CoreLogic figures released last week show the median house price in Australia increased by 18.4 per cent in the 12 months to September 1, the fastest pace of growth since 1989.
In Adelaide, the increase for the year was 17.9 per cent to a median value of $522,000.
“I think it’s very likely that this market will remain bullish for some time yet,” Harcourts Packham Managing Director James Packham said.
“When we are auctioning a property, we sell it to one bidder but we see 15 or 20 other disappointed bidders wander off and get back into their car so there is still a very large audience of people who have not yet secured a home but are willing participants in this market with prices as high as they are.”
In a separate validation of the huge competition among buyers for homes at the moment, South Australian online real estate platform RESO registered 468 buyer inquiries and 296 different offers on for just four eastern suburbs homes in the last two weeks of August.
Packham said the market was at ‘fever pitch’ with strong demand fuelled by record low interest rates, dwindling supply and an influx of cashed-up SA expats returning to Adelaide to buy a home.
He said a ratio of sales to new listings used as a metric to measure the health of the Adelaide property market was sitting at 1.4 homes sold for every new home listed.
“What that tells us is the market is ratcheting up even further because we do not have enough new listings to replenish these homes being sold even in this moment,” Packham said.
“We can’t keep having weekends with 50 buyers competing for one house, we need to let the pressure out of that a little bit.
“Traditionally the spring quarter is the time when we see the largest volume of new listings come to the market so I think agents and buyers alike are all hoping we see good volumes of new listings hit the market in spring.
“That will be something to watch and it could immediately soften the market in the short term – a lot of the buyers will be hoping spring will deliver that.”
Packham, who is also a licensed agent and auctioneer, will feature on a panel of SA business leaders this month to launch the 2021 BDO SA State Business Survey.
He said he expected the Business Survey to reveal confidence across most business sectors.
“That confidence leads to investment, spending and all things positive for the economy,” Packham said.
“I think the performance of the real estate market is one of the reasons why people feel so confident – they’ve seen an example of a very large market that affects all of us and it’s performing very strongly.
“That confidence has filtered through to all other areas of the economy now.”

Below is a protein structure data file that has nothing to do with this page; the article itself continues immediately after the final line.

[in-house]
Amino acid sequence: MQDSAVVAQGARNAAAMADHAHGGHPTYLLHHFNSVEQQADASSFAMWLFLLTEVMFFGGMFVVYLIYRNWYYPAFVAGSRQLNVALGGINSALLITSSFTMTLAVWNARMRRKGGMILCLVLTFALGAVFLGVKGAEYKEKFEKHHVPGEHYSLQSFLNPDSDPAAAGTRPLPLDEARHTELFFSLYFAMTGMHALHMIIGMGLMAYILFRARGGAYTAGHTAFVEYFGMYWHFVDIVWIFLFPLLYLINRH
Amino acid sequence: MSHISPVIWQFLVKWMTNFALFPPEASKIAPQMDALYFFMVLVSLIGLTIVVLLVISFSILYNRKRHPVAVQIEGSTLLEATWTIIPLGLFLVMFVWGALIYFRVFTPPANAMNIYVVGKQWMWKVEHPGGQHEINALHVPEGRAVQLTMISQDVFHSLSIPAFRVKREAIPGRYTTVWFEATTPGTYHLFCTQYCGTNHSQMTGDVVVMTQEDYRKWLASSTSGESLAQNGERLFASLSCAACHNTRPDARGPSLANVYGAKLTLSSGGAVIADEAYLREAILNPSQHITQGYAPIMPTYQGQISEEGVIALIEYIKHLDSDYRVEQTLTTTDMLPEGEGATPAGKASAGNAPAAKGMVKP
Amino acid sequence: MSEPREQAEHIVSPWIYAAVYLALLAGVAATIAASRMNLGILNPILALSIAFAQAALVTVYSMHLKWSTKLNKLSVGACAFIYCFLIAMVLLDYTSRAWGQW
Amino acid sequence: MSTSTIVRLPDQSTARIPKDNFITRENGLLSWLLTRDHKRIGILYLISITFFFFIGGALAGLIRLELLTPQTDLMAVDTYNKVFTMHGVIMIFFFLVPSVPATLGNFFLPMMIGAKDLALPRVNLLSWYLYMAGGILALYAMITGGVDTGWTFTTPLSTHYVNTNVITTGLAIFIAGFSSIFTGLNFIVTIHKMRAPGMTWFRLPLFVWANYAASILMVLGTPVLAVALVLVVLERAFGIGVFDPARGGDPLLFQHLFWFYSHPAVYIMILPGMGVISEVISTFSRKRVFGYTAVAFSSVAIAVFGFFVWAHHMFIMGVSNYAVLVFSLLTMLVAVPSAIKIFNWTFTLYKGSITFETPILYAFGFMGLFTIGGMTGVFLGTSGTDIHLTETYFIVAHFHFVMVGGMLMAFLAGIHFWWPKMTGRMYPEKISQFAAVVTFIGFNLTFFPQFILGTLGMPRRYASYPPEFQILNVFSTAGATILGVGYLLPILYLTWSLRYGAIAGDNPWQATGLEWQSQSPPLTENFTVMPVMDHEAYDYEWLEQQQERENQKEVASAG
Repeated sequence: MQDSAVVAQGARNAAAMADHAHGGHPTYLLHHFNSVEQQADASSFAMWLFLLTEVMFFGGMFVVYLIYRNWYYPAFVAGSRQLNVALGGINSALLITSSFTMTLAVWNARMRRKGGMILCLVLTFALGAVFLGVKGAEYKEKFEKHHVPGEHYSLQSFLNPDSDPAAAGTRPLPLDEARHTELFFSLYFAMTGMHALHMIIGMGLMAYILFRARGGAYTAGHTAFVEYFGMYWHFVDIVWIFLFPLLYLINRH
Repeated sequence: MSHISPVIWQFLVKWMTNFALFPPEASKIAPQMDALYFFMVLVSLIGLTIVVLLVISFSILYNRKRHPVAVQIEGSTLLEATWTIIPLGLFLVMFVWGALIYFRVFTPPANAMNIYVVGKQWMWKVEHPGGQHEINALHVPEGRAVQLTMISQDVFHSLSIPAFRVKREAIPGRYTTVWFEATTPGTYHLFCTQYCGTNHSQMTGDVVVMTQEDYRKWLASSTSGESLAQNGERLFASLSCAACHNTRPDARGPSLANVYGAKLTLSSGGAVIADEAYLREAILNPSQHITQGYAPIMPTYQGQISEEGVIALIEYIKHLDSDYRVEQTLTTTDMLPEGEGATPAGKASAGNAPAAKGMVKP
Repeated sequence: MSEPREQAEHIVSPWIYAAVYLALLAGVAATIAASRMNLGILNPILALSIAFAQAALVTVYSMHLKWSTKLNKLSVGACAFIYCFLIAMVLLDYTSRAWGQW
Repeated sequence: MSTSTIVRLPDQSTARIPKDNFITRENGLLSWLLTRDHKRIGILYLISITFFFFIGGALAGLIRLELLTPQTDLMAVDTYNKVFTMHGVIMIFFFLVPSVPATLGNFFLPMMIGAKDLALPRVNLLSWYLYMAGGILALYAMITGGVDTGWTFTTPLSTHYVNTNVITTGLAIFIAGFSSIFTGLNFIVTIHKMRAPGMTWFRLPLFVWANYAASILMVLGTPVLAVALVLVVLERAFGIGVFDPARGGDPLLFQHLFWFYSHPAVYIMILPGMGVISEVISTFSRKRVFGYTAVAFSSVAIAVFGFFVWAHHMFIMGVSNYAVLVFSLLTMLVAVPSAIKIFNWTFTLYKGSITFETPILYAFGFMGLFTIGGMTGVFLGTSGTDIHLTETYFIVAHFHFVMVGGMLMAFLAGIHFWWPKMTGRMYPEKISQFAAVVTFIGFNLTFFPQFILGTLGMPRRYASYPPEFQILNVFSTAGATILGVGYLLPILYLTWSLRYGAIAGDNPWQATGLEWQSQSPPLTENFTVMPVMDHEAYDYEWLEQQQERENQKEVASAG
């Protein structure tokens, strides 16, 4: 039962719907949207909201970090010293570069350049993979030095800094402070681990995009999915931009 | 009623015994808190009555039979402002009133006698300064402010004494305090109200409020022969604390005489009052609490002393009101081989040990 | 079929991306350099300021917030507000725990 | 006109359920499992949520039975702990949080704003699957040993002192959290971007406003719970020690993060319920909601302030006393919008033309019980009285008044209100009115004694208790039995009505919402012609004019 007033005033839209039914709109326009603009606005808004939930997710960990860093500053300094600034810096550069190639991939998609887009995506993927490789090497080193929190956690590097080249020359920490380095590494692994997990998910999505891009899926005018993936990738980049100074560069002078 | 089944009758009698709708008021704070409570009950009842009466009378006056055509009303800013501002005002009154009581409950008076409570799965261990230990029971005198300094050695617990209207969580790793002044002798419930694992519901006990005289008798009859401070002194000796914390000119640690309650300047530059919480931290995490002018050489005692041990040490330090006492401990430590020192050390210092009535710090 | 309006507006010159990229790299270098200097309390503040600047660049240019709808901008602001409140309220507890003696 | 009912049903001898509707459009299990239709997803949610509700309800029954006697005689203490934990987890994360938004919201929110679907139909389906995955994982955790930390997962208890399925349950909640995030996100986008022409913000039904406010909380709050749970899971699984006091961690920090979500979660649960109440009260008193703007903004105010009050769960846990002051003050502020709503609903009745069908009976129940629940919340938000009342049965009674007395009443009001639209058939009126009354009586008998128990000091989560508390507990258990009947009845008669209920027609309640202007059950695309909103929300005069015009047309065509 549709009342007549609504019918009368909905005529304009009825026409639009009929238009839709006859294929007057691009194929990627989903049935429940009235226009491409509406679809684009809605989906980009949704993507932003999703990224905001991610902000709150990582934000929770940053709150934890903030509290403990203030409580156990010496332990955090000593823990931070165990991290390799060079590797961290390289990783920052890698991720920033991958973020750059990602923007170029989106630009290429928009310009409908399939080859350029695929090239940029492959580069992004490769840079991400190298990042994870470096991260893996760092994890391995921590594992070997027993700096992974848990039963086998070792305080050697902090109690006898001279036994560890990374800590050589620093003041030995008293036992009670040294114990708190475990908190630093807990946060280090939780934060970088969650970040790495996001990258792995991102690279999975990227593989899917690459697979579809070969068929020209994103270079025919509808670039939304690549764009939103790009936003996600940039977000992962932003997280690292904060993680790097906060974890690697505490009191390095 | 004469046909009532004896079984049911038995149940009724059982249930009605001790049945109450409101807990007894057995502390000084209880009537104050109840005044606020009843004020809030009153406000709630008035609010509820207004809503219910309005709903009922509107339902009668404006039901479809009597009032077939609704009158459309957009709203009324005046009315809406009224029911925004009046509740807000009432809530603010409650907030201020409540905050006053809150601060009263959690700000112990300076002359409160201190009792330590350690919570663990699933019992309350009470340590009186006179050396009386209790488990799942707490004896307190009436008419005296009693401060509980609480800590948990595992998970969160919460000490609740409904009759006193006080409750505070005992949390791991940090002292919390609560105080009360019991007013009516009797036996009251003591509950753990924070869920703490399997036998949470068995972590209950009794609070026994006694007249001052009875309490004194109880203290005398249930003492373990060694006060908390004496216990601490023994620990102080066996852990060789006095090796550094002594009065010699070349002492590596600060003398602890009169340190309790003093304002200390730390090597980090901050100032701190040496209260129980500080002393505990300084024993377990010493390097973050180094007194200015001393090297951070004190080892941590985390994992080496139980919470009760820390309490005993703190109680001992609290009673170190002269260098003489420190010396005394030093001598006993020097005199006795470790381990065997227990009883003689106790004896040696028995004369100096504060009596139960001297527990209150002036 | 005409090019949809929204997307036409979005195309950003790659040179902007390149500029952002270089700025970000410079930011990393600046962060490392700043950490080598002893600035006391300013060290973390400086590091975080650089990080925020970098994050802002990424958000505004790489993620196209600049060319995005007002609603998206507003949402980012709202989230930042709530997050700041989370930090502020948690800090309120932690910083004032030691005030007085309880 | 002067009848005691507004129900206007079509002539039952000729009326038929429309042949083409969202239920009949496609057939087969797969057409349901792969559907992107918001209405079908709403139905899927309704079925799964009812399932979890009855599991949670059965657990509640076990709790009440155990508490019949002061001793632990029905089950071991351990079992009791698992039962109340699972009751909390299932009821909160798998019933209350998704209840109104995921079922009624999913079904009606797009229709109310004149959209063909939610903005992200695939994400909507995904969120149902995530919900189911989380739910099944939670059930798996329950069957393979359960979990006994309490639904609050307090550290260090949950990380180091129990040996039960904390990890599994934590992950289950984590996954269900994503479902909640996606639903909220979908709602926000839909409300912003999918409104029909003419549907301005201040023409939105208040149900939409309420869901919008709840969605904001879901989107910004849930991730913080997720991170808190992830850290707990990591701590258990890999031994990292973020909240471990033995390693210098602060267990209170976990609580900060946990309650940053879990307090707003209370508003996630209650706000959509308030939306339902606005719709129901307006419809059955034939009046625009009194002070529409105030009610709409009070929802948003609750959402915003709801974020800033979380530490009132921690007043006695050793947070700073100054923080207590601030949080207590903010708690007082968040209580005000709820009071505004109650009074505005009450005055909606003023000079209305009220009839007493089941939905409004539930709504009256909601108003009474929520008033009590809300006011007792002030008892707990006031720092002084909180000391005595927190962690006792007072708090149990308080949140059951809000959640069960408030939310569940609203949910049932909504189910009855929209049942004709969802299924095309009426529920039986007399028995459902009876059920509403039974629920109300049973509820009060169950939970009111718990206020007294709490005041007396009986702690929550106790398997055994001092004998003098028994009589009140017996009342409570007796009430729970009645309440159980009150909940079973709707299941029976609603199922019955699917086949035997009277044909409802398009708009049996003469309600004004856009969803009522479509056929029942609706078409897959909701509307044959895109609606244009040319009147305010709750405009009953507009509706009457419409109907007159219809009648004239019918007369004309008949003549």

Harcourts Packham has offices in Glenelg, Blackwood and Marion.
Packham said the coronavirus pandemic and its flow-on effects such as working from home and a general move to online had fast-tracked the uptake of new technology that businesses and customers had previously been slow to adopt.
He said in his business this included the willingness of clients to use QR codes and technology that allowed them to sign documents electronically on a touch screen.
“For us, it’s really accelerated the adoption of technology in a way that has really improved efficiency for our business,” Packham said.
“It has been a period of growth for us but we’ve had to pedal very hard because there has been a huge retraction in the volume of listings available for us to sell and that’s industry-wide.”
According to the CoreLogic data released last week, Adelaide is still the second cheapest of Australia’s eight major cities behind Darwin, which has a median value of $486,000.
It is still well below the Sydney market, which broke through the $1 million median value this year.
Packham said Adelaide’s rental market was also being impacted by the housing boom with investors ‘cashing in their chips’ and selling houses to owner-occupiers, which was reducing the pool of rental properties available to let.
He said the influx of interstate investors and expats wanting to take advantage of newly flexible working arrangements had also added to demand pressure.
“Now that we’ve seen this trend of interstate buyers coming in this could actually be the beginning of us equalising with the rest of the nation and if that happens then it would require something like an increase in interest rates to act as a lever,” Packham said.
“People are at fever pitch – they are going to the bank, they are asking what their borrowing capacity is and because interest rates are so low they are being given quite a large number and they are going out and spending the lot in the face of this strong competition to secure a property.
“But with the bullish nature of the market it wouldn’t surprise me if the RBA uses interest rates as a lever to try and cool things off a little bit.”
Each year, the BDO SA State Business Survey gathers the views, concerns and ideas of the state’s business community.
The 2021 BDO SA State Business Survey will launch with a hybrid live and digital event on September 16, including live audience polling and commentary from the panel of business leaders.
Moderator Nikki Govan will be joined by Packham, Jennifer Lynch (McLaren Vale Grape Wine & Tourism Association), Julianne Parkinson (Global Centre for Modern Ageing) and David Fechner (BDO) to discuss the issues facing South Australian business now and into the future.
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